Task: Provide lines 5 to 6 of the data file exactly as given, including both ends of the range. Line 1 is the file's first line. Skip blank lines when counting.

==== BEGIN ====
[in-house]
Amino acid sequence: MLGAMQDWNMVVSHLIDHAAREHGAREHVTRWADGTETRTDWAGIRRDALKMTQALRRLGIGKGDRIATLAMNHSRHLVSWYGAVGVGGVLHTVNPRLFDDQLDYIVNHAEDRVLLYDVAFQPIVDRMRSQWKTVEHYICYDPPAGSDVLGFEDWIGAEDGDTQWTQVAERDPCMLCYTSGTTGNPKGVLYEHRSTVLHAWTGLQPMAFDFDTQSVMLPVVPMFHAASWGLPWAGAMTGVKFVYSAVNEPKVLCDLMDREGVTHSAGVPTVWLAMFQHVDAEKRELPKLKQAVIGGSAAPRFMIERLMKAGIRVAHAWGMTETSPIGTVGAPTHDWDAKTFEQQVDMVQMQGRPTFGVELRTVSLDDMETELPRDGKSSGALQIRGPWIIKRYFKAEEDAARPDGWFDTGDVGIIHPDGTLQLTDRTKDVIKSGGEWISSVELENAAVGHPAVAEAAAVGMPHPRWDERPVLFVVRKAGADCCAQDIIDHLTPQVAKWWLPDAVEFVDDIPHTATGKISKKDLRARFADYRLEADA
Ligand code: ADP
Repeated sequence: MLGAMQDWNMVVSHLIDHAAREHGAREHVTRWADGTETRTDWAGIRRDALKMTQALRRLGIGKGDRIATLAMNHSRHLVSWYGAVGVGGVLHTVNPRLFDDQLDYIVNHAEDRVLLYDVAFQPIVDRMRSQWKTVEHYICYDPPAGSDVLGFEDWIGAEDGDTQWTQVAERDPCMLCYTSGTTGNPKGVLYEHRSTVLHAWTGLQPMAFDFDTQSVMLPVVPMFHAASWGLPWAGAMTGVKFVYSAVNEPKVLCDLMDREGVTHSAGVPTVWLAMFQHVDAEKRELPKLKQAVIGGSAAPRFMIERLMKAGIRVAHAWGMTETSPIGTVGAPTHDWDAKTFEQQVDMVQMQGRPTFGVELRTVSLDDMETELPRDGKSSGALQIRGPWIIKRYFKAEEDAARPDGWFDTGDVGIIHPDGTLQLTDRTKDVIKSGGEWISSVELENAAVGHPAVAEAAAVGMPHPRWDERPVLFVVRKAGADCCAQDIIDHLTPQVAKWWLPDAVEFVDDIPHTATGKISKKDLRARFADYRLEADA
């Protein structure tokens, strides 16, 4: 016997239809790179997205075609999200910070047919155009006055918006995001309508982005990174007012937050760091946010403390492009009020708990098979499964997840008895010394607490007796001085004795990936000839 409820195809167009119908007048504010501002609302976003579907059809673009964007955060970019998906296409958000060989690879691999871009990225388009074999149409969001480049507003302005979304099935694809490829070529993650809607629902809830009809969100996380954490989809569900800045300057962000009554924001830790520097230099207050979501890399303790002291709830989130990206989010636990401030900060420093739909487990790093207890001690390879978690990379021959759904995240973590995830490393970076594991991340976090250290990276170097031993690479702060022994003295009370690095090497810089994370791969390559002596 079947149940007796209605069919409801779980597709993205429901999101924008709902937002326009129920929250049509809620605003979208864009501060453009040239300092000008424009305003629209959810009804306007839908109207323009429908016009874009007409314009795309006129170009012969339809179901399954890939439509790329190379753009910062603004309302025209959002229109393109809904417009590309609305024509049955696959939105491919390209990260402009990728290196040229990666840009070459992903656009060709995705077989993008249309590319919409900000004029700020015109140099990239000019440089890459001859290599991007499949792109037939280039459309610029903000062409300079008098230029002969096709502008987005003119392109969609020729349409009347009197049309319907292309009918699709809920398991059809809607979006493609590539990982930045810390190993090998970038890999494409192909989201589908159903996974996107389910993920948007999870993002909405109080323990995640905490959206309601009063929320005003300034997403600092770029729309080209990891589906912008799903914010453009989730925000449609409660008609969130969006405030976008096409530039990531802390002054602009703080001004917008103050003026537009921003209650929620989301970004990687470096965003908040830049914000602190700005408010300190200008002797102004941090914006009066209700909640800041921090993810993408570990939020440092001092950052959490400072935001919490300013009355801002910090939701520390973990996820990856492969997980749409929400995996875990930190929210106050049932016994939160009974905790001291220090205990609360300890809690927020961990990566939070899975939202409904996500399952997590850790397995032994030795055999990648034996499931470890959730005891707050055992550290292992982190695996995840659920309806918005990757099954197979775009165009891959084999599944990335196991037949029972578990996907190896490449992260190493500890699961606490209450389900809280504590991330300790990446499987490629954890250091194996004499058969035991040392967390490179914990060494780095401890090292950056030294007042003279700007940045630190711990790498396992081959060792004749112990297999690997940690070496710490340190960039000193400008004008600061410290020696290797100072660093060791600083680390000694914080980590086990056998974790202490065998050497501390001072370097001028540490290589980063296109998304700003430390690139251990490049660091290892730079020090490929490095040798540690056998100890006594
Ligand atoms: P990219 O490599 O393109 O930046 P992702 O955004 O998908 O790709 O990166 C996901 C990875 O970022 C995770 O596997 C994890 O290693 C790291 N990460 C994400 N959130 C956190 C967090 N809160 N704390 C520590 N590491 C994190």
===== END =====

């Protein structure tokens, strides 16, 4: 016997239809790179997205075609999200910070047919155009006055918006995001309508982005990174007012937050760091946010403390492009009020708990098979499964997840008895010394607490007796001085004795990936000839 409820195809167009119908007048504010501002609302976003579907059809673009964007955060970019998906296409958000060989690879691999871009990225388009074999149409969001480049507003302005979304099935694809490829070529993650809607629902809830009809969100996380954490989809569900800045300057962000009554924001830790520097230099207050979501890399303790002291709830989130990206989010636990401030900060420093739909487990790093207890001690390879978690990379021959759904995240973590995830490393970076594991991340976090250290990276170097031993690479702060022994003295009370690095090497810089994370791969390559002596 079947149940007796209605069919409801779980597709993205429901999101924008709902937002326009129920929250049509809620605003979208864009501060453009040239300092000008424009305003629209959810009804306007839908109207323009429908016009874009007409314009795309006129170009012969339809179901399954890939439509790329190379753009910062603004309302025209959002229109393109809904417009590309609305024509049955696959939105491919390209990260402009990728290196040229990666840009070459992903656009060709995705077989993008249309590319919409900000004029700020015109140099990239000019440089890459001859290599991007499949792109037939280039459309610029903000062409300079008098230029002969096709502008987005003119392109969609020729349409009347009197049309319907292309009918699709809920398991059809809607979006493609590539990982930045810390190993090998970038890999494409192909989201589908159903996974996107389910993920948007999870993002909405109080323990995640905490959206309601009063929320005003300034997403600092770029729309080209990891589906912008799903914010453009989730925000449609409660008609969130969006405030976008096409530039990531802390002054602009703080001004917008103050003026537009921003209650929620989301970004990687470096965003908040830049914000602190700005408010300190200008002797102004941090914006009066209700909640800041921090993810993408570990939020440092001092950052959490400072935001919490300013009355801002910090939701520390973990996820990856492969997980749409929400995996875990930190929210106050049932016994939160009974905790001291220090205990609360300890809690927020961990990566939070899975939202409904996500399952997590850790397995032994030795055999990648034996499931470890959730005891707050055992550290292992982190695996995840659920309806918005990757099954197979775009165009891959084999599944990335196991037949029972578990996907190896490449992260190493500890699961606490209450389900809280504590991330300790990446499987490629954890250091194996004499058969035991040392967390490179914990060494780095401890090292950056030294007042003279700007940045630190711990790498396992081959060792004749112990297999690997940690070496710490340190960039000193400008004008600061410290020696290797100072660093060791600083680390000694914080980590086990056998974790202490065998050497501390001072370097001028540490290589980063296109998304700003430390690139251990490049660091290892730079020090490929490095040798540690056998100890006594
Ligand atoms: P990219 O490599 O393109 O930046 P992702 O955004 O998908 O790709 O990166 C996901 C990875 O970022 C995770 O596997 C994890 O290693 C790291 N990460 C994400 N959130 C956190 C967090 N809160 N704390 C520590 N590491 C994190």